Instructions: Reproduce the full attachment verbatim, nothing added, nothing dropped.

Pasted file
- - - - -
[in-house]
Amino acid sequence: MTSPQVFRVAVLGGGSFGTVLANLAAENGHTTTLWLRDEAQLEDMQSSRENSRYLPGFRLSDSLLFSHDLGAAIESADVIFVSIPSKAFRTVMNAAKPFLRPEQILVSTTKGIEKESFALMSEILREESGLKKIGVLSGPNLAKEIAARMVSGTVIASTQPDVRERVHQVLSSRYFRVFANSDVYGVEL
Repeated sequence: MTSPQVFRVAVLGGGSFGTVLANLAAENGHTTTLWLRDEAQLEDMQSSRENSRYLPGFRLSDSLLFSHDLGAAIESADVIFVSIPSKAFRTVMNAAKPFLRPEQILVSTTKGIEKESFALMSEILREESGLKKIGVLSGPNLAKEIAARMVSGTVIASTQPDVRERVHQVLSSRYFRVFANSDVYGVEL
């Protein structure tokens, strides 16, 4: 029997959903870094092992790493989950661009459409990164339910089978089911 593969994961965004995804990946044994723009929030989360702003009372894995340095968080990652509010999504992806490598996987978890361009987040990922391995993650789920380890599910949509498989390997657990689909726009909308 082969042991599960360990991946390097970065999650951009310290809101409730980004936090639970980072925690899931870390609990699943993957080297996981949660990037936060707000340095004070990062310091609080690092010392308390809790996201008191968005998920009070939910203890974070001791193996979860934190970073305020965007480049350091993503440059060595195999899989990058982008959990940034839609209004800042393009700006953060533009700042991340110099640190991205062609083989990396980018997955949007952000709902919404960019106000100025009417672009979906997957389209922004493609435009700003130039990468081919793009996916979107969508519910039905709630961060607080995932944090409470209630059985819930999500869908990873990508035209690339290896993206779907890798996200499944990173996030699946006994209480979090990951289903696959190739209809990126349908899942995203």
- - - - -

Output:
[in-house]
Amino acid sequence: MTSPQVFRVAVLGGGSFGTVLANLAAENGHTTTLWLRDEAQLEDMQSSRENSRYLPGFRLSDSLLFSHDLGAAIESADVIFVSIPSKAFRTVMNAAKPFLRPEQILVSTTKGIEKESFALMSEILREESGLKKIGVLSGPNLAKEIAARMVSGTVIASTQPDVRERVHQVLSSRYFRVFANSDVYGVEL
Repeated sequence: MTSPQVFRVAVLGGGSFGTVLANLAAENGHTTTLWLRDEAQLEDMQSSRENSRYLPGFRLSDSLLFSHDLGAAIESADVIFVSIPSKAFRTVMNAAKPFLRPEQILVSTTKGIEKESFALMSEILREESGLKKIGVLSGPNLAKEIAARMVSGTVIASTQPDVRERVHQVLSSRYFRVFANSDVYGVEL
């Protein structure tokens, strides 16, 4: 029997959903870094092992790493989950661009459409990164339910089978089911 593969994961965004995804990946044994723009929030989360702003009372894995340095968080990652509010999504992806490598996987978890361009987040990922391995993650789920380890599910949509498989390997657990689909726009909308 082969042991599960360990991946390097970065999650951009310290809101409730980004936090639970980072925690899931870390609990699943993957080297996981949660990037936060707000340095004070990062310091609080690092010392308390809790996201008191968005998920009070939910203890974070001791193996979860934190970073305020965007480049350091993503440059060595195999899989990058982008959990940034839609209004800042393009700006953060533009700042991340110099640190991205062609083989990396980018997955949007952000709902919404960019106000100025009417672009979906997957389209922004493609435009700003130039990468081919793009996916979107969508519910039905709630961060607080995932944090409470209630059985819930999500869908990873990508035209690339290896993206779907890798996200499944990173996030699946006994209480979090990951289903696959190739209809990126349908899942995203």